The three women in The Valley Unfurls its Song are performed by the Japanese actress You-Ri Yamanaka, highly skilled in movement and voice work as well as being trained in Butoh.  Butoh is often created in relation to the ‘earthbound’, eschews conventional notions of beauty, is frequently performed in unusual remote spaces and uses transformation into other states of being, channelling place into the body in order to create a body’s movement.
    On an early site visit to the Fishpool Valley, Chodzko encountered numerous people dispersed along its matrix of paths all collectively searching for a lost dachsund dog.  “The idea haunted me of something or someone becoming lost in that densely vegetated but quite finite space of jungle/garden.  And others being worried about the ‘lost’, endlessly searching for the ‘missing’ which had actually just somehow happily merged with the ‘everything’ of that place.”
    Maybe we only fully see ‘the view’ when, later, we dream its landscape when asleep; a memory of the steady earth-bound progress of walking a path now transformed into a surreal, uncanny dream-state of floating, without gravity, through that place?

    The calls across the valley between participants ‘696’ and ‘936’:


    Who is there?
    Is that you?

    Are you part…
    …of the event?

    Can you see…
    …where I am?

    I’m in the shadows…
    …on the edges of…
    …where you’re looking.
    Yes, but you
    …don’t see me!
    I am…
    …beyond the Ash.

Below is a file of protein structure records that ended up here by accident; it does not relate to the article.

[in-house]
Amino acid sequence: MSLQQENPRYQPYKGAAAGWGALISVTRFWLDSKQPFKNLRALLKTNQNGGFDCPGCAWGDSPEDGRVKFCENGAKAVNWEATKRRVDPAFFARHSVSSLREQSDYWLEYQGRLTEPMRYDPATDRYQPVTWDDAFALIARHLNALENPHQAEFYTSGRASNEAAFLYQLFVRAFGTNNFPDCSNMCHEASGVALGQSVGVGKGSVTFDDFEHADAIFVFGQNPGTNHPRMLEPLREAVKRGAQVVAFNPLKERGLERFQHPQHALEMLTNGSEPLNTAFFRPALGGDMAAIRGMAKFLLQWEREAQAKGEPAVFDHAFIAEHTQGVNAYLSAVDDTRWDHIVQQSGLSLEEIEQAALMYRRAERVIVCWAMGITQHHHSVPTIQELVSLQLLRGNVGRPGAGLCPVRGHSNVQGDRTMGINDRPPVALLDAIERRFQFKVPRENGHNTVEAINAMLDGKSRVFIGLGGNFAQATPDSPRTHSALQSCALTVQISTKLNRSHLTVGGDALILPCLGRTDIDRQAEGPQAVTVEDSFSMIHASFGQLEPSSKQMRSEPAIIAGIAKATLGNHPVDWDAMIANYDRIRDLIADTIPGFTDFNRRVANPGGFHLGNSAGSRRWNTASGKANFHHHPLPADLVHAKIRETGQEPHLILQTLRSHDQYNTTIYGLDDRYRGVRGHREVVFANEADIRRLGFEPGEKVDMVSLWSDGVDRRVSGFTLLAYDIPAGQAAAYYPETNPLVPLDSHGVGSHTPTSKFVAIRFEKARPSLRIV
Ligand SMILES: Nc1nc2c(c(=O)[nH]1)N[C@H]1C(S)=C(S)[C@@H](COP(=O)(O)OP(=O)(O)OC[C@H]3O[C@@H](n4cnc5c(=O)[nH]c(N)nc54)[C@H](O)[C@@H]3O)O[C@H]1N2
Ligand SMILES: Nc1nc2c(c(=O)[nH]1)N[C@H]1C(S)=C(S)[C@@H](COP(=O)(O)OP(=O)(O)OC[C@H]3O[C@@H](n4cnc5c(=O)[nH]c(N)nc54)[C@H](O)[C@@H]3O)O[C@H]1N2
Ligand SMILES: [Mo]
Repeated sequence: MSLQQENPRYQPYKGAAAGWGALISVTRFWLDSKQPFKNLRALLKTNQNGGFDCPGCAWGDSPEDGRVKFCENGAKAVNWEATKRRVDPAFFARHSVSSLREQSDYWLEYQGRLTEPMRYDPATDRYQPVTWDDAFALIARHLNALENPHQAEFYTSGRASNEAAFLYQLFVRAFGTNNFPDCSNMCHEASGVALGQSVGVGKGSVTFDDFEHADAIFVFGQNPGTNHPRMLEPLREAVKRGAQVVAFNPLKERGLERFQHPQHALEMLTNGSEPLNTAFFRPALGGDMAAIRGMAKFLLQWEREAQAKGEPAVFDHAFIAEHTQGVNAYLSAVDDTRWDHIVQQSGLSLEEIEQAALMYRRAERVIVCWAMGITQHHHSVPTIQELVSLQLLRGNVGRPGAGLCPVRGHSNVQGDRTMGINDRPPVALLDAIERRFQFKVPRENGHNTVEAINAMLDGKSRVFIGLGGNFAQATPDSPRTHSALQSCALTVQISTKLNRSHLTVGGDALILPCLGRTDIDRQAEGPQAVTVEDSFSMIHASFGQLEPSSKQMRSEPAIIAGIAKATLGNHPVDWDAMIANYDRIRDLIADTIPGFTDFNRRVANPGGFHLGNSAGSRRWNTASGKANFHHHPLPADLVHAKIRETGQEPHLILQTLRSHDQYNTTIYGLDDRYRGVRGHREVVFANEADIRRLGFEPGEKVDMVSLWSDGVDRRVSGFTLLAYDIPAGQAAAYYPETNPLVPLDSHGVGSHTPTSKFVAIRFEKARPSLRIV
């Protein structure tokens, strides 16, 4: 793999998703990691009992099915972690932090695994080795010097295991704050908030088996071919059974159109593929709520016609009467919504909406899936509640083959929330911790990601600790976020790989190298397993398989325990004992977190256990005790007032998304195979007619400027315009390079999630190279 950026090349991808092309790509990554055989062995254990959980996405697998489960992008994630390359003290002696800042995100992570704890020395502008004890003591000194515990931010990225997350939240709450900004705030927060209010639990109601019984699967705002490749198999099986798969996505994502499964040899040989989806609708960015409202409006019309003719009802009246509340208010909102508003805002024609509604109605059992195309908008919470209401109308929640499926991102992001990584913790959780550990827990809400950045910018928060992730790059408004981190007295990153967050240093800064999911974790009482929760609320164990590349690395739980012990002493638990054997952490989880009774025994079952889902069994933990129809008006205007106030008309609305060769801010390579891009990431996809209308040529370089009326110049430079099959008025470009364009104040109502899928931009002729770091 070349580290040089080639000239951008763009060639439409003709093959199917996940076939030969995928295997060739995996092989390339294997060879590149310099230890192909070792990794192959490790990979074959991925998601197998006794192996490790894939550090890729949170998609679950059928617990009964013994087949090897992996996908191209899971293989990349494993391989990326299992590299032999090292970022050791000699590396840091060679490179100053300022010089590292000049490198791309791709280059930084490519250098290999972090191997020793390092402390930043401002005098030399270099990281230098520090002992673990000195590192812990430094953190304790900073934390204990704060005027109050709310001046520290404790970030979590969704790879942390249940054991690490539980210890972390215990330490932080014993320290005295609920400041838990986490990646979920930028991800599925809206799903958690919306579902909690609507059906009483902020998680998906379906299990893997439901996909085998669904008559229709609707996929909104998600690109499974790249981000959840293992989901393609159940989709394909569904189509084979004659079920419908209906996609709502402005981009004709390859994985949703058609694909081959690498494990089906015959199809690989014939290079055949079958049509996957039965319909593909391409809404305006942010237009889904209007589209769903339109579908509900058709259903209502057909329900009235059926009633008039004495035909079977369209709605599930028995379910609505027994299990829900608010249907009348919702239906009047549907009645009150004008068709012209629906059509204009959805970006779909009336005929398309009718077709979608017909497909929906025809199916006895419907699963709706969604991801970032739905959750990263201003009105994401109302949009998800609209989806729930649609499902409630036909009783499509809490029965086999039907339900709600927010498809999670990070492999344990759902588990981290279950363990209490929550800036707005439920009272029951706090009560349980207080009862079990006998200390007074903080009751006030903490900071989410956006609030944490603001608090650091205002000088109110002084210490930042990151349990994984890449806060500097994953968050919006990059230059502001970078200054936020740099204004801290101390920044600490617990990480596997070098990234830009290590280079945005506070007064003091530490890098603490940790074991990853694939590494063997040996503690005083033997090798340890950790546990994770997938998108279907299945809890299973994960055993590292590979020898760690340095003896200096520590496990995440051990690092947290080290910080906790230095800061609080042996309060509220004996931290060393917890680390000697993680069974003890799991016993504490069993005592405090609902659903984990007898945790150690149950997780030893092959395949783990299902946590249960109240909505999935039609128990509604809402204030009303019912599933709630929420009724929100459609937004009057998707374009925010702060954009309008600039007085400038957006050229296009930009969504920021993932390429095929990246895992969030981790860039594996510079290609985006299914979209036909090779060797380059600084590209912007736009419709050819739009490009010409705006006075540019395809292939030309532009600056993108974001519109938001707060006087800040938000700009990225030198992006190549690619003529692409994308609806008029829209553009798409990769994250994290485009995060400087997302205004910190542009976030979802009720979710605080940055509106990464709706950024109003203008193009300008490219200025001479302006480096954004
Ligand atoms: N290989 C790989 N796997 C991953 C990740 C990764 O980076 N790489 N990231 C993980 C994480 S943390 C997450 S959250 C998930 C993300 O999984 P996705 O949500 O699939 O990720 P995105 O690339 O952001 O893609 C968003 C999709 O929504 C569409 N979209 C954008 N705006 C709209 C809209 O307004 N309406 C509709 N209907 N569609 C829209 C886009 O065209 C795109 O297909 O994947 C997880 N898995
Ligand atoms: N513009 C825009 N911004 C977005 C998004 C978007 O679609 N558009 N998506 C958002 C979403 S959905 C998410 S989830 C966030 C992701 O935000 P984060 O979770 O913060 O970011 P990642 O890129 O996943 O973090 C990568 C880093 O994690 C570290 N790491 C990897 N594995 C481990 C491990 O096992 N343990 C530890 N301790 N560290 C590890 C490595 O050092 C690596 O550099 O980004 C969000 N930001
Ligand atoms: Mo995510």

North of…
    …the supermarket.
    …the stream.
    …behind the screen?
    …the moss gathers,
    …the office.

    I ran into you.
    Now we’re divided…
    …across this space…
    …between us.
    There is no path…
    Just plants!
    There should be another one of us…
    …down deep below us somewhere?

    I didn’t know…
    …it would be as…
    …‘everything’…as this!
    I know!
    Ok, so let’s stay…
    …exactly here.
    In time…
    …we’ll be shown…
    …the way in.

    Camera, sound, editing, script:  artist – Adam Chodzko
    Performance: actress – You-Ri Yamanaka
    Final audio mix; sound designer – Tim Barker
    Assistant director; actress – Gretchen Egolf.

    Recalling Ghost, O, you happy roots, branch and mediatrix, and The Return of the Fleet Spring Heads as a flow of bodily movement guiding sensory perceptions of place and time The Valley Unfurls its Song speaks of reorienting the viewer’s consciousness (see also Deep Above and  Thru hole I blind/O/Thru hole oui see ).  The work is also partly created from a series of echoing or vibrating navigational instructions (cf: Better Scenery and Plan for a Parade with Two Masks etc ) about our perceptions of where we are in relation to others. The Valley Unfurls its Song speculation as to what it might be that we really hope will happen to us through a visual encounter with a place or situation and what we might need to do (in exchange) in order to fully embrace that change also occurs in earlier works (eg: M-path) which explore art’s own visionary potential.  In relation to land, identity and belonging; The Valley Unfurls its Song evolves from A Hostile Environment   (2019) is closely related to a series of other works by Chodzko that are based around a small, finite piece of land and the complex psychologies that connect with it eg;  Settlement (2004), cell-a (2006), Involva (1995) . Some of these works (particularly Settlement (2004)) also incorporate or allude to legal contracts and, or are intended as ‘evidence’ in order to redress an imbalance of power or facilitate a new vantage point eg; The Gorgies Centre (2002), Garden (2007), Corner (2007), etc

  • Adam Chodzko / The Valley Unfurls its Song    (2021)
  • Adam Chodzko / The Valley Unfurls its Song    (2021)
  • Adam Chodzko / The Valley Unfurls its Song    (2021)
  • Adam Chodzko / The Valley Unfurls its Song    (2021)
  • Adam Chodzko / The Valley Unfurls its Song    (2021)
  • Adam Chodzko / The Valley Unfurls its Song    (2021)
  • Adam Chodzko / The Valley Unfurls its Song    (2021)
  • Adam Chodzko / The Valley Unfurls its Song    (2021)